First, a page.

The Celtic Tiger may have whimpered into the corner some time ago, but Ireland is still keen to attract Nordic financial professionals for roles on the emerald isle.
According to recruiters on the ground, there are still opportunities to be had for ambitious Nordic bankers, with the much stricter regulatory, capital requirements and compliance climate being set out by financial regulator Matthew Elderfield boosting demand for risk and compliance specialists who have already "been there, done that" in the Nordics.
"There is demand at the moment for a range of relatively senior, quite niche, operations roles, particularly within the insurance arena," explains Ken Harbourne, managing director of Irish financial services recruitment firm Wallace Myers.
"The sorts of opportunities commonly available include chief risk officers, heads of compliance, CFOs and so on.
"Sweden has been through a lot of change when it comes to risk and compliance and its systems are now very robust, which makes Swedish risk professionals attractive to the Irish market," he adds.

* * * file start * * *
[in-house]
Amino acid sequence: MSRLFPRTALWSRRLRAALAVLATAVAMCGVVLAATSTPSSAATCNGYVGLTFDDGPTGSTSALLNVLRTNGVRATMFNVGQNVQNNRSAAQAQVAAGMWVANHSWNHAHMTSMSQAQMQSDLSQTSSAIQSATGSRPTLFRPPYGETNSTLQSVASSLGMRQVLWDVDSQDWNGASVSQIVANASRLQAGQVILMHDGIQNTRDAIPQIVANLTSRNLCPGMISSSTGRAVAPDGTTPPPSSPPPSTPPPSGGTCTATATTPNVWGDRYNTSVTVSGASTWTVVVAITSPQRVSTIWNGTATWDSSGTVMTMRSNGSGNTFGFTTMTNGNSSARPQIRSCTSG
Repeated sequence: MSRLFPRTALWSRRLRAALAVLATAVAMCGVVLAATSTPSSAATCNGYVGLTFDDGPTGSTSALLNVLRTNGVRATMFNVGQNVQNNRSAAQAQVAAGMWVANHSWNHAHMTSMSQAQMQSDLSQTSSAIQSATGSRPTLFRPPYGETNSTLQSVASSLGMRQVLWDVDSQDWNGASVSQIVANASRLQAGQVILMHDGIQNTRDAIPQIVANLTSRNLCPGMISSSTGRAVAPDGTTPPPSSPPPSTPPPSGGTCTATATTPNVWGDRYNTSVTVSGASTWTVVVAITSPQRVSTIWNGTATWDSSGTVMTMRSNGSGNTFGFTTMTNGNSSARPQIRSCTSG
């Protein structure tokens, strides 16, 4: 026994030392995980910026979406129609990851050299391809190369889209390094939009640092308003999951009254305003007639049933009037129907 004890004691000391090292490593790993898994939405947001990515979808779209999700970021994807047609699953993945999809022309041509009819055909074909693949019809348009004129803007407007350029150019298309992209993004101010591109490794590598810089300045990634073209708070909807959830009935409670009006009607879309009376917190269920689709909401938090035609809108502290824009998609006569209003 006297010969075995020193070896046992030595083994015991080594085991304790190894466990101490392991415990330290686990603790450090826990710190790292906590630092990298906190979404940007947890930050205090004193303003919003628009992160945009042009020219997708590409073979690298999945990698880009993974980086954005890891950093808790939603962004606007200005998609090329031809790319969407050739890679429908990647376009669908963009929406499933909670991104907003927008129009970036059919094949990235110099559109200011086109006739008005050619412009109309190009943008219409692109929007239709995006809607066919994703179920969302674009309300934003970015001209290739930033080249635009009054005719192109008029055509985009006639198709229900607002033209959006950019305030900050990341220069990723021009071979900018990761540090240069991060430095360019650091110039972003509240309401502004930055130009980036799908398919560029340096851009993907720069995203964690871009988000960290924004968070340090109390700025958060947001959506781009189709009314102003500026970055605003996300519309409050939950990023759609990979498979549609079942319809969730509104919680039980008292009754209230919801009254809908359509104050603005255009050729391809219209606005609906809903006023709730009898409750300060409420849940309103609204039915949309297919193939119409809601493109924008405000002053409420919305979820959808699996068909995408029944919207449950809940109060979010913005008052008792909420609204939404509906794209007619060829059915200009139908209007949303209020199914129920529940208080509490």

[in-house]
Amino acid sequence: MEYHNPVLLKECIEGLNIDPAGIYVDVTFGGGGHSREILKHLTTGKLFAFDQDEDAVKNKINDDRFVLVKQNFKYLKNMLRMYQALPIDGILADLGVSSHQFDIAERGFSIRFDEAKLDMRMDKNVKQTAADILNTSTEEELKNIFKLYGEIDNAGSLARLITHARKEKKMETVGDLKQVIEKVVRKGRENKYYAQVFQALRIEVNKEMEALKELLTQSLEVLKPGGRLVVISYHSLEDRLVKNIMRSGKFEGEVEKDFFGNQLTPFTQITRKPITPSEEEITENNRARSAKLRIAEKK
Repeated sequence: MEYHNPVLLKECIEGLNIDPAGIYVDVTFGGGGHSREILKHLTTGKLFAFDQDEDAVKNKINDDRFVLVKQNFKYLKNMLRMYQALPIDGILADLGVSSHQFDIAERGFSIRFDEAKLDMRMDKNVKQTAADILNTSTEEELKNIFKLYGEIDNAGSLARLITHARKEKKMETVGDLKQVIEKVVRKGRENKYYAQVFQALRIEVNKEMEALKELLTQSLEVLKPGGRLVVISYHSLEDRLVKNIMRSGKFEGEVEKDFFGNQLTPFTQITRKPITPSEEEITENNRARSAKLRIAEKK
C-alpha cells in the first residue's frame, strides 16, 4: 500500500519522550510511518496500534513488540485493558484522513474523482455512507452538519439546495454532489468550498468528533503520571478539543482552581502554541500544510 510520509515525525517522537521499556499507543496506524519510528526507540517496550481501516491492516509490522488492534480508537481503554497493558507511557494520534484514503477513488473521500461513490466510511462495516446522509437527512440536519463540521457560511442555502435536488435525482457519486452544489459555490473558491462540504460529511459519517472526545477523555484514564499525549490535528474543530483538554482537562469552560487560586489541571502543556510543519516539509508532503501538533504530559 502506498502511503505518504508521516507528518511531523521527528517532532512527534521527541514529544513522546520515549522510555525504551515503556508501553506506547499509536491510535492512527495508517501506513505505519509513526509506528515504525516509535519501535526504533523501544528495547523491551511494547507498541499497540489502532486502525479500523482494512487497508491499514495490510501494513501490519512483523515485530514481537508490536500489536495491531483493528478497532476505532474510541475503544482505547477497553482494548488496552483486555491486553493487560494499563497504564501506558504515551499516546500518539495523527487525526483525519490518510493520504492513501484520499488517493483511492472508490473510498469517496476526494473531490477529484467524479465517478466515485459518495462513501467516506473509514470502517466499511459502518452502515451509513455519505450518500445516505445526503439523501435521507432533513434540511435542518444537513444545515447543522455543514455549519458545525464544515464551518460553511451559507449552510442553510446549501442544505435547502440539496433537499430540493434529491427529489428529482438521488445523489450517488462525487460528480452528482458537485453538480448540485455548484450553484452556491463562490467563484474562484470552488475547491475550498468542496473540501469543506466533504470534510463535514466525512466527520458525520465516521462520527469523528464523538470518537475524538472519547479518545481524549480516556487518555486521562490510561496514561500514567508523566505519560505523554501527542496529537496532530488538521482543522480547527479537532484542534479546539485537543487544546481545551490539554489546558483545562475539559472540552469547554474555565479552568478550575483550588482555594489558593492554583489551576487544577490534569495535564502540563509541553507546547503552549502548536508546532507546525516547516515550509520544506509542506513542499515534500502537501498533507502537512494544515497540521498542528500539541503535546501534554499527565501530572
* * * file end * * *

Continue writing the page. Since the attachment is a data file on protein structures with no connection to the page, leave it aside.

The bursting of Ireland's over-inflated property bubble, as well as falling prices generally, if anything, makes a move westwards potentially even more attractive, Harbourne argues.
"Prices have dropped considerably across the board in Ireland, yet salaries in specialist financial services roles such as these has not fallen back, and in some cases have even gone up, which has been completely contrary to the general direction of the market," he says.
Moreover, lower down the ranks, financial service professionals with Swedish, Finnish, Danish and Norwegian language skills are being hired for to work within shared services positions within the country's fund administration firms.
Although based in Ireland, the international scope of these organisations means European language skills are highly valued